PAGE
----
• Give both sides lots of soft foam balls or crumpled up paper balls. I separated them by having each side on the opposite sides of a table. I gave the boys more ammunition (paper), and the girls better cover (mats) to hold over their heads. I told them I was doing this because the Union had more weapons but the South had better generals like Robert E. Lee who put troops his troops in better locations.
  • Allow for them to throw them at each other for 30 seconds.
  • After the 30 seconds, tell all the girls to lay down & pretend to be dead. At the Battle of Gettysburg, lots of Confederate soldiers died.
  • Tell the boys they can cheer because the Union army won.

You will need:

  • children's foot soldier headbands
  • lots of soft foam balls or crumpled up paper balls



10. After all this fighting, aren't you hungry? So were the soldiers! There wasn't much food left, though. They didn't have time to sit down & make Johnny Cakes like what we enjoyed last week. They had to stay on the move & march. That meant they got to eat hardtack, which was easy to carry & didn't require cooking. Pass out hardtack & let the children try some.

You will need:

  • hardtack (You can follow a recipe online or you can just take a refrigerated pie crust & bake it.)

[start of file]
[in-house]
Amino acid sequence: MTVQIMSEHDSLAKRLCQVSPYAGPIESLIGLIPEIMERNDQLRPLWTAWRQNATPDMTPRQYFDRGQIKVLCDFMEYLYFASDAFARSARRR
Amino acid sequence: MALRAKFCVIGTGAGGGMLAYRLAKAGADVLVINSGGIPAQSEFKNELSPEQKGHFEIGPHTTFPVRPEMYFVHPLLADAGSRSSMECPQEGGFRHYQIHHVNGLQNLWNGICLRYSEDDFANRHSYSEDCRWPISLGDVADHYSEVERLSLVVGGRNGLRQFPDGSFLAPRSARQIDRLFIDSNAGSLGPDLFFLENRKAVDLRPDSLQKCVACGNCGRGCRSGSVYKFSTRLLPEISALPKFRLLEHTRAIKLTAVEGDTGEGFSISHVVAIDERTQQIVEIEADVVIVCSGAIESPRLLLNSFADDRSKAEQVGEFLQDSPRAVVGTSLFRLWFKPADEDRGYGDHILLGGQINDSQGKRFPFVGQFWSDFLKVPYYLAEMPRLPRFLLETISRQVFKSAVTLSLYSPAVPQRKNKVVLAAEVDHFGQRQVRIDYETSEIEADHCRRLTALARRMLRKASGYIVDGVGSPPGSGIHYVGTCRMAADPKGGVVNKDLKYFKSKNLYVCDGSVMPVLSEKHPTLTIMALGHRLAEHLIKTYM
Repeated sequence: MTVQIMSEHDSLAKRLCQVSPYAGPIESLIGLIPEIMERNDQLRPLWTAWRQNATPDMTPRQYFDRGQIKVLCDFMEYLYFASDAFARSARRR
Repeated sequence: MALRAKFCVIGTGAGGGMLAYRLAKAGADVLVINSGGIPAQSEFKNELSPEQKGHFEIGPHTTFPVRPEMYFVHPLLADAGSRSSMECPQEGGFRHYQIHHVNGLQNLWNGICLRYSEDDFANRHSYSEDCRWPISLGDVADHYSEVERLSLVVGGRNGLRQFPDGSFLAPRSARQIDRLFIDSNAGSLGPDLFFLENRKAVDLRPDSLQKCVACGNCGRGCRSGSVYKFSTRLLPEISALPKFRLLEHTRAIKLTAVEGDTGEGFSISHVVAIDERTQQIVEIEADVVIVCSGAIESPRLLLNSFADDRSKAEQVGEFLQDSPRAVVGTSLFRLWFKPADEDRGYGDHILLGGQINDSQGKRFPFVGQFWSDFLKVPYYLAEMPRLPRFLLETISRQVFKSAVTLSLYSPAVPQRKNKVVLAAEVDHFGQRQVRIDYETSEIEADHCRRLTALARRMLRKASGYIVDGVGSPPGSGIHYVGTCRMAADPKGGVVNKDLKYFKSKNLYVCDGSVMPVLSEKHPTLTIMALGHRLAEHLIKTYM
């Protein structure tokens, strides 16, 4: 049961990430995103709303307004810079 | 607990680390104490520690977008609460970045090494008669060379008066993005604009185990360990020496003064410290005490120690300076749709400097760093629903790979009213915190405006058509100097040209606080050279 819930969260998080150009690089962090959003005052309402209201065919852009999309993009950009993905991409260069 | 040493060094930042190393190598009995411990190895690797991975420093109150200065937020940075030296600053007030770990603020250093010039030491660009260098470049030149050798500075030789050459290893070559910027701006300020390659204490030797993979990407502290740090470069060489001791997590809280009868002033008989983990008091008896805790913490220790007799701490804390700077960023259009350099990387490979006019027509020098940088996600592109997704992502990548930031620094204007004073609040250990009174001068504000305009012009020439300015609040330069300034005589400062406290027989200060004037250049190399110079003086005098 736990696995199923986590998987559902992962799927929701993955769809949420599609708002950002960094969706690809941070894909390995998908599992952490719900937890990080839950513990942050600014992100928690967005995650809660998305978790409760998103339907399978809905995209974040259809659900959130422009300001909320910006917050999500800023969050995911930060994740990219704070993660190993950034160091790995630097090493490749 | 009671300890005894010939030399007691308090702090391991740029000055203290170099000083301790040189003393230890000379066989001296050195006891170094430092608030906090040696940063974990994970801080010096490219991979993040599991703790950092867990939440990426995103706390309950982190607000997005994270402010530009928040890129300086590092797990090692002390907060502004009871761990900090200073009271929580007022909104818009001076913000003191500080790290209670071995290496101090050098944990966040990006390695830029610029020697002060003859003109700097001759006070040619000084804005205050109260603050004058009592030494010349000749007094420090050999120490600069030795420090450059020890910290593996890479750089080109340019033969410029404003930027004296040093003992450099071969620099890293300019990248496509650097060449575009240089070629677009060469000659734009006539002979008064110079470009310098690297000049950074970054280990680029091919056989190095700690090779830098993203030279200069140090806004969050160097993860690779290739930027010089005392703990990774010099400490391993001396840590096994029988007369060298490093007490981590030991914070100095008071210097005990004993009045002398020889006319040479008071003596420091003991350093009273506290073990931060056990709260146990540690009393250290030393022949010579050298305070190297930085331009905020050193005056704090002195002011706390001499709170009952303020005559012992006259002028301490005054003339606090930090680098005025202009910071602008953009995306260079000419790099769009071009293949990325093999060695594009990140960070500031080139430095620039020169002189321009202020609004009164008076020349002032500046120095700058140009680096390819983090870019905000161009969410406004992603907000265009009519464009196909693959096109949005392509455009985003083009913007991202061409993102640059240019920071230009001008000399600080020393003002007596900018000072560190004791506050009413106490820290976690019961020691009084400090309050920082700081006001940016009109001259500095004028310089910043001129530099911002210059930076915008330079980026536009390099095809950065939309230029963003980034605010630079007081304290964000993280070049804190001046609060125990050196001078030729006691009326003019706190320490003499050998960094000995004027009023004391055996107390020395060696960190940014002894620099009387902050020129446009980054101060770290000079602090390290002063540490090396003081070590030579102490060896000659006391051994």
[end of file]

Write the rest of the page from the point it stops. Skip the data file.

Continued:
Delivering the Gettysburg Address

Delivering the Gettysburg Address

Gettysburg Address

11. So many people died at the Battle of Gettysburg. They decided to hold a ceremony to honor those who died, & Abe Lincoln gave a very short speech there.

  • Have the children sit at the table & listen as I read the Gettysburg Address from Gettysburg Address by Abraham Lincoln, illustrated by Michael McCurdy.
  • Have everyone remove their soldier caps & hold up their Abraham Lincoln masks again. Pass out top hats if you have them.
  • The children will recite parts of the Gettysburg Address after me: "Four score and seven years ago...that government of the people, by the people, for the people, shall not perish from the earth."
  • Have the children put their Abe Lincoln face masks on the table.

You will need:

  • Gettysburg Address by Abraham Lincoln, illustrated by Michael McCurdy or other book with the words to the Gettysburg Address
  • Abe Lincoln face mask with eye holes cut out for each child
  • top hats of magician hats (optional)
Surrender at Appomattox Courthouse

Surrender at Appomattox Courthouse

Surrender at Appomattox Courthouse & Review

12. Dramatize the surrender at Appomattox Courthouse.

  • Select a boy to be General Grant & a girl to be Robert E. Lee.
  • Give Lee a sword & have him hand it over to Grant.
  • Lee should ask, "Can my soldiers leave with their horses."
  • Grant says, "Yes, just have them leave their weapons."